Aaron Donald, with his one-year-old daughter wedged between his biceps, squared up in front of Savoy Restaurant as family members surrounded him to pose for pictures before his big moment.
“Certainly, this is going to be a wonderful experience, and I am just going to make sure I enjoy it,” Donald said before making his way into the lounge area of the Strip District establishment.
He was referring to his ensuing draft party, but could have easily meant his burgeoning professional football career.
In 2010, then-Pitt football coach Dave Wannstedt took a gamble when he offered Penn Hills High School’s Aaron Donald a scholarship and, with it, an opportunity to represent his hometown for the next four years on the field.
Donald admits that, at the time, he was a player several inches too wide and a few inches too short, possessing a laziness — a refusal to play offense and defense — that hindered him.
Little did Wannstedt know that Donald, a three-star defensive lineman who only had counter-offers from Akron, Toledo and Rutgers, according to Rivals.com, would become the most awarded player in Pitt’s history and a unanimous All-American (10 polls) as a senior.
“Hard work pays off,” Donald said at the May 8 draft party .
Archie Donald Jr., Aaron’s father and a former power lifter, forced motivation on his son when Aaron transitioned from middle to high school. Archie Jr. devised a plan. The father would roll out of bed every morning to lift weights with Aaron in their basement before work and school obligations. Together, they laid foundation for a dream shared by the entire family, one that came true on that night in early May.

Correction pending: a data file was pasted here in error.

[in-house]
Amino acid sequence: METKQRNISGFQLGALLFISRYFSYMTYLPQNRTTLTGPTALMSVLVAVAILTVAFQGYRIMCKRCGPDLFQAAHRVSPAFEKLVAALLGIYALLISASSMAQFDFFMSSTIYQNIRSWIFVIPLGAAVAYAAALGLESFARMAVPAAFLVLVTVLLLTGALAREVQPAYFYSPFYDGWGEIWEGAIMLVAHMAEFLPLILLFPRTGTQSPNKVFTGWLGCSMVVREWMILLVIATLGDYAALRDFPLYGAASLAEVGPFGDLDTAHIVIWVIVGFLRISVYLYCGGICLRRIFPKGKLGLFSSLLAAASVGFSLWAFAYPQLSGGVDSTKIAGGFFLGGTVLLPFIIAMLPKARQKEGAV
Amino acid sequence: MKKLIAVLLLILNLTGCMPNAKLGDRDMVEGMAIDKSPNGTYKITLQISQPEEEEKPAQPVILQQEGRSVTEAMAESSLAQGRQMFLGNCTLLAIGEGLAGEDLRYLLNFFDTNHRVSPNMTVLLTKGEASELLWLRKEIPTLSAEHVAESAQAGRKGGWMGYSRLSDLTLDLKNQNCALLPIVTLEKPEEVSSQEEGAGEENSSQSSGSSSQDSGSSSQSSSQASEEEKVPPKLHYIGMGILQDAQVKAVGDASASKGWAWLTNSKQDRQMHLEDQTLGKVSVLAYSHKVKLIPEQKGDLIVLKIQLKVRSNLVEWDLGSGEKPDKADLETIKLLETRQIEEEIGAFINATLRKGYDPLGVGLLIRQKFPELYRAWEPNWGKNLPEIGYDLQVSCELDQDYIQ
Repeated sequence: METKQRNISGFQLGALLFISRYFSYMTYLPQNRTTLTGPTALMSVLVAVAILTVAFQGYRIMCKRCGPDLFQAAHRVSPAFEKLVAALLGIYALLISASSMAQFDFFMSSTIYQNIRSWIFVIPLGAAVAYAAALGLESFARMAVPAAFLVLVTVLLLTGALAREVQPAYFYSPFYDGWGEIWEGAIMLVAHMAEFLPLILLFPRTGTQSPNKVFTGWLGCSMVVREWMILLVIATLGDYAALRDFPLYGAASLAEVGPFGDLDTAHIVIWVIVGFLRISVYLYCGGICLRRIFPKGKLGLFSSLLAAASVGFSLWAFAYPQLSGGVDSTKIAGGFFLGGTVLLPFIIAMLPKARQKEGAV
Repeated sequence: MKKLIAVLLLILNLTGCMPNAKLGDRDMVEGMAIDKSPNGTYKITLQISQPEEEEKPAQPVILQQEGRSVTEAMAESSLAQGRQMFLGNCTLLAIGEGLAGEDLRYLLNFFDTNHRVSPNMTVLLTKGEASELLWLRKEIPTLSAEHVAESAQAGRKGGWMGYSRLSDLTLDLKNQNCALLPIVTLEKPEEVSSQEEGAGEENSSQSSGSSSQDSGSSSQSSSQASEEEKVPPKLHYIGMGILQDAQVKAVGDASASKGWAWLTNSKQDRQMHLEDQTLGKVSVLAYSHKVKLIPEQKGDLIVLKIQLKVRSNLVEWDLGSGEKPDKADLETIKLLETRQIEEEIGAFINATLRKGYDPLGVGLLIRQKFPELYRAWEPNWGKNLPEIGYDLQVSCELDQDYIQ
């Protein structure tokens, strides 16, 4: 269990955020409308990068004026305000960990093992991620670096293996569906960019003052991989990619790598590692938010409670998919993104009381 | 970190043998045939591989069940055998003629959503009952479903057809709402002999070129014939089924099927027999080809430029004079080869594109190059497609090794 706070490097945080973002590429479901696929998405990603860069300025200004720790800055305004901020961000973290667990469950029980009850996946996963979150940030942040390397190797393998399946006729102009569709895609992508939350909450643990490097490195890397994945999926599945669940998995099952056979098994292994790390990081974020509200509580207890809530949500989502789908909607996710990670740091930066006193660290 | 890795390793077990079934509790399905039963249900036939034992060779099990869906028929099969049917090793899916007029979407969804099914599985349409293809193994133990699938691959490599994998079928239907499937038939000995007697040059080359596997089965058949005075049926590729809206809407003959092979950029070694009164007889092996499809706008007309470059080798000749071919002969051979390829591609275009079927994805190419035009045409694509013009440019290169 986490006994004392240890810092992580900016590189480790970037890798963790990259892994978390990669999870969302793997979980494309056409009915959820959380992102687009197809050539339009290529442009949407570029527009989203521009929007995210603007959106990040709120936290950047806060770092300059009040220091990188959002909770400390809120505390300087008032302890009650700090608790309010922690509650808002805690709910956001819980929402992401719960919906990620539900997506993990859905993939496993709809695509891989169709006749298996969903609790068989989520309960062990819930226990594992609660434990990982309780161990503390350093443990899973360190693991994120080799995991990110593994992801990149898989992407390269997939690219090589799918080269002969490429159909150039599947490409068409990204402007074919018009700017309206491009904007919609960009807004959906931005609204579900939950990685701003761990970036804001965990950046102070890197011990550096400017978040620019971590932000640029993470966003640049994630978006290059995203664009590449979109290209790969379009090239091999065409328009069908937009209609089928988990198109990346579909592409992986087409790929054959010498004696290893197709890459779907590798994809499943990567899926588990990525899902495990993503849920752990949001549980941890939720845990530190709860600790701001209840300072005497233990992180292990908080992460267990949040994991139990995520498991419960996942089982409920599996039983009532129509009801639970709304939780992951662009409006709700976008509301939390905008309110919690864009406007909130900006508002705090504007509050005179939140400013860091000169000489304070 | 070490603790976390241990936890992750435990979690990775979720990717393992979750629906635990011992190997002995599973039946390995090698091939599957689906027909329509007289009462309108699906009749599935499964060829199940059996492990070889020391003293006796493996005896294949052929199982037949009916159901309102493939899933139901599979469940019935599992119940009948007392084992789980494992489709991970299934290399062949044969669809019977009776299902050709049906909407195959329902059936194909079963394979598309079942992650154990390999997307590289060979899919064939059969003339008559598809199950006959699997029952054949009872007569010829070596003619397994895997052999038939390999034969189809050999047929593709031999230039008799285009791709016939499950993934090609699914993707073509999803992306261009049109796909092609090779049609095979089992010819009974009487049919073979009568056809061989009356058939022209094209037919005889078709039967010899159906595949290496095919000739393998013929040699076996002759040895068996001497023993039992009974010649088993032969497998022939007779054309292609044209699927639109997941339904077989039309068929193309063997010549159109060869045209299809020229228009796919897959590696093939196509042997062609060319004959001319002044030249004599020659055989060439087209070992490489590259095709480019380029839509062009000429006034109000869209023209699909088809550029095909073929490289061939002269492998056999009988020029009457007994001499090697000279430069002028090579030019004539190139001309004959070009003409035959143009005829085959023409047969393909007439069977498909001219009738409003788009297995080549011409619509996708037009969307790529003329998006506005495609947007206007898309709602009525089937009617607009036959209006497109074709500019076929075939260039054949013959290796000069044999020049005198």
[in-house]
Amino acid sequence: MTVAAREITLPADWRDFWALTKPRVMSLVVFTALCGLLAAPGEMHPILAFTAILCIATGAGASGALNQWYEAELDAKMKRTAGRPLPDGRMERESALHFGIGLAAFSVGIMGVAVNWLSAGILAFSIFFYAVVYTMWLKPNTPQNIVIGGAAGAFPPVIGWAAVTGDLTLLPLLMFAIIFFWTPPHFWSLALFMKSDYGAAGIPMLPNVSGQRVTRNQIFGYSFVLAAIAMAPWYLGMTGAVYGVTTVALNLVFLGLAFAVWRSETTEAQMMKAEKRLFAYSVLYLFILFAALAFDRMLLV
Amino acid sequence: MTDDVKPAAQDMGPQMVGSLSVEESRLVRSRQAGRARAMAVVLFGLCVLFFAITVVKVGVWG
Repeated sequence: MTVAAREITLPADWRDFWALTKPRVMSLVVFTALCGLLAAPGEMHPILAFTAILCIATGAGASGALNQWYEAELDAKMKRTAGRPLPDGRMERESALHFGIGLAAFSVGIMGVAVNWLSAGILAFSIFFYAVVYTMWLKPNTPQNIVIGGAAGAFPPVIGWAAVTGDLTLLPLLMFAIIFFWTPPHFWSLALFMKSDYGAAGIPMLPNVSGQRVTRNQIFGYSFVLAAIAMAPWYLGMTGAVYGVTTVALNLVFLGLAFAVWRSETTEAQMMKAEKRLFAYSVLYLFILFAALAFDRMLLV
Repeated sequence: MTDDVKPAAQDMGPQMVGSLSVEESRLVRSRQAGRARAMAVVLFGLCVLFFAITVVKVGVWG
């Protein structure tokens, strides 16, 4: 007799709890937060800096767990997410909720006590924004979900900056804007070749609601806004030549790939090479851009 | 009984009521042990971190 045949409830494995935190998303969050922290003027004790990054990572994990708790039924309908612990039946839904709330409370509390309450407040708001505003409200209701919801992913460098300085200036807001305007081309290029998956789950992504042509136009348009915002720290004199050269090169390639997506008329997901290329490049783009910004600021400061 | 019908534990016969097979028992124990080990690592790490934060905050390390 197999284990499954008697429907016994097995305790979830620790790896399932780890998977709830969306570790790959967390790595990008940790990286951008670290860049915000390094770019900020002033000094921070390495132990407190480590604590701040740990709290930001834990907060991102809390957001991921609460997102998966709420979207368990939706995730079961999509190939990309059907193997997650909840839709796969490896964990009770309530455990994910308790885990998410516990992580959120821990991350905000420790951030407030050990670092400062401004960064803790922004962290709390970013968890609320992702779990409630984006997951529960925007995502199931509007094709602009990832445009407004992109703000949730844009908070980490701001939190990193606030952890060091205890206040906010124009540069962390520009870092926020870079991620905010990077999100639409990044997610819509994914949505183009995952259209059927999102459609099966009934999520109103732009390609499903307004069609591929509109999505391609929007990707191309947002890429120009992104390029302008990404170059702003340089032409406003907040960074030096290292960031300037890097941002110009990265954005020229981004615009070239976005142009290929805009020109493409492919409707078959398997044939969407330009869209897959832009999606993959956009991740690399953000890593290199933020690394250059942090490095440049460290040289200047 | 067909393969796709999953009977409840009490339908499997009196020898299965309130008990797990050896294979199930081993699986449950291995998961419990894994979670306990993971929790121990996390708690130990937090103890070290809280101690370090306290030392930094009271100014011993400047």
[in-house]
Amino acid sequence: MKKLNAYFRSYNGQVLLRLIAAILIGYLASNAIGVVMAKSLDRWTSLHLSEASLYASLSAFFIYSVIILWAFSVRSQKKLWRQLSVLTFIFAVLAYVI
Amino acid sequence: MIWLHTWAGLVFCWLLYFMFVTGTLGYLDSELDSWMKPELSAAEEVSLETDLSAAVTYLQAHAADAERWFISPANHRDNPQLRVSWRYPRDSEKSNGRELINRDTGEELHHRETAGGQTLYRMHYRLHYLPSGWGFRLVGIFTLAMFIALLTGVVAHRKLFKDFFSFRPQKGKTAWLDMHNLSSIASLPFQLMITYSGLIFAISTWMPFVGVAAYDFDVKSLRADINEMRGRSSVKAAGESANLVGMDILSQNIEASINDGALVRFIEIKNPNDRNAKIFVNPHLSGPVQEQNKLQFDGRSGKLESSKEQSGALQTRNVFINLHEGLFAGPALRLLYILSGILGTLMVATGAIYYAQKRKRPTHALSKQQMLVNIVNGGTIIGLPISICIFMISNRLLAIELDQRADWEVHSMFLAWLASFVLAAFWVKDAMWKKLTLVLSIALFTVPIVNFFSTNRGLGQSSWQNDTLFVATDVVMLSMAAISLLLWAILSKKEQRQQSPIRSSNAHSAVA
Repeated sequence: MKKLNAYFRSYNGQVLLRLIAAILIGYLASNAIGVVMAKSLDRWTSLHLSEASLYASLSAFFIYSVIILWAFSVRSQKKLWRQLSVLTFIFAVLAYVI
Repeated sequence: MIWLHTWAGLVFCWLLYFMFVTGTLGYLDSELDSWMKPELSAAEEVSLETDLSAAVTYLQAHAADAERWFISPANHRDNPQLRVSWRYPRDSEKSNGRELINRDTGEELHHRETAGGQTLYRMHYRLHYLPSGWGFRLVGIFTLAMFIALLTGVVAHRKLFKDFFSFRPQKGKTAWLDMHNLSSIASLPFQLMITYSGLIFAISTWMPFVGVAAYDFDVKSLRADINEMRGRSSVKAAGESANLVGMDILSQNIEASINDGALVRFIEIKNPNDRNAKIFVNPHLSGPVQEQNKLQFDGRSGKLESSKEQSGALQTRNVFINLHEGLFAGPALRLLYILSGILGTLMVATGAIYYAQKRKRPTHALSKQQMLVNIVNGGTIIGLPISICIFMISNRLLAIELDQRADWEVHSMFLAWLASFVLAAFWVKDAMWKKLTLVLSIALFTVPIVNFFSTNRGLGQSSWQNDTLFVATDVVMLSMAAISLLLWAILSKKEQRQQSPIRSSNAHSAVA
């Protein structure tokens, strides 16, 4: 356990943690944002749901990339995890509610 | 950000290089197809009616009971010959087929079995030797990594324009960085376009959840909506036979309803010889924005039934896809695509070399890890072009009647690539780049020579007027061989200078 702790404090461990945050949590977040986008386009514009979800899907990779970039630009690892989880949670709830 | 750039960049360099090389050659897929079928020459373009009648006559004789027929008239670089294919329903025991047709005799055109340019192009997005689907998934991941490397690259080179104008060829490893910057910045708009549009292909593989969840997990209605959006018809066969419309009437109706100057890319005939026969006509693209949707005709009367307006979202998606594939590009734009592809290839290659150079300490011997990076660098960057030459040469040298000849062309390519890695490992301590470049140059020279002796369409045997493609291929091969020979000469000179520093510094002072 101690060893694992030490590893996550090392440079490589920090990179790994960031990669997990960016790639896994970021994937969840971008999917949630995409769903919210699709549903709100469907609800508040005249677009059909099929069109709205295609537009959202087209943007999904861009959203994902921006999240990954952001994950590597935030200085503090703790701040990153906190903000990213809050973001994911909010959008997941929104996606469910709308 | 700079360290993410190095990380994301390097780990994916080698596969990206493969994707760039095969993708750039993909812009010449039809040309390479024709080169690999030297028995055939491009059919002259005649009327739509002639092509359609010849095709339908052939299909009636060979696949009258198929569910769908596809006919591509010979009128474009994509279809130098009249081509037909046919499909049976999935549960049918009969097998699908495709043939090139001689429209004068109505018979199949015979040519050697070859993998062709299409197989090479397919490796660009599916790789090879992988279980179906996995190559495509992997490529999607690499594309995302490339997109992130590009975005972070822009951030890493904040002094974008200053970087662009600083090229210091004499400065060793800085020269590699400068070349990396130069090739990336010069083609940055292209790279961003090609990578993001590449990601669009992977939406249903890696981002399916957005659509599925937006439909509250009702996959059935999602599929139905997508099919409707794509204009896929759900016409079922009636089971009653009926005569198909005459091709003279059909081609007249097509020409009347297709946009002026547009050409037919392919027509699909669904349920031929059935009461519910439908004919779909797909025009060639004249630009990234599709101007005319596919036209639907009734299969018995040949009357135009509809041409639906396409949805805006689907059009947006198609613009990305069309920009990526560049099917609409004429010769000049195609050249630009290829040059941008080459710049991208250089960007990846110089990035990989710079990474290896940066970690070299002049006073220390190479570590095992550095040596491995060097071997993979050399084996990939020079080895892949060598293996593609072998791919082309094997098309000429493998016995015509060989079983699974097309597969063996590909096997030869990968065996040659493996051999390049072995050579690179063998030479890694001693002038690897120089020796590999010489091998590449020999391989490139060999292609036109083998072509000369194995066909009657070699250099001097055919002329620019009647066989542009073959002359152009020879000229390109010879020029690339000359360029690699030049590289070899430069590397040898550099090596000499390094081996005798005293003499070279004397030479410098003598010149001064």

“When you got a good, solid household you live and grow up in, you tend to do good things,” Aaron said.
Aaron’s parents separated when he was nine, proceeding to work steady hours to support healthy living situations. Archie Jr. works for a company that recycles tires, while Aaron’s mother, Anita Goggins, is a bus driver.
The lounge area inside the restaurant contained only Donald’s closest loved ones, which included his parents, brother, fiancee Jaelynn Blakey and daughter Jaeda. More than 100 friends and extended family members crowded into the remainder of the restaurant to support Donald.
It was all set up to be the draft day experience he wanted.
At around 9:30 p.m., Donald received a phone call from St. Louis head coach Jeff Fisher informing him that his journey to the NFL was about to enter its next stage.
Friends and family turned to the TV screen hung over the bar to witness Roger Goodell give Shon Coleman – a cancer survivor and Auburn offensive lineman – the honor of announcing the selection to the public.
“And with the 13th pick in the NFL Draft the St. Louis Rams select Aa … ”
The moment the first syllable of Aaron’s name was enunciated, the Donald family’s emotions began to imitate how Aaron plays on the football field: loud and passionate. With two fists raised above his head and shaking with triumph, Aaron’s father emerged first from the lounge. He entered the bar area with a hop-step and let out multiple “whoos” before he began taking congratulatory hugs and handshakes.
“I never thought it could happen like this,” the elder Donald said, briefly containing his excitement. “I guess dreams do come true.”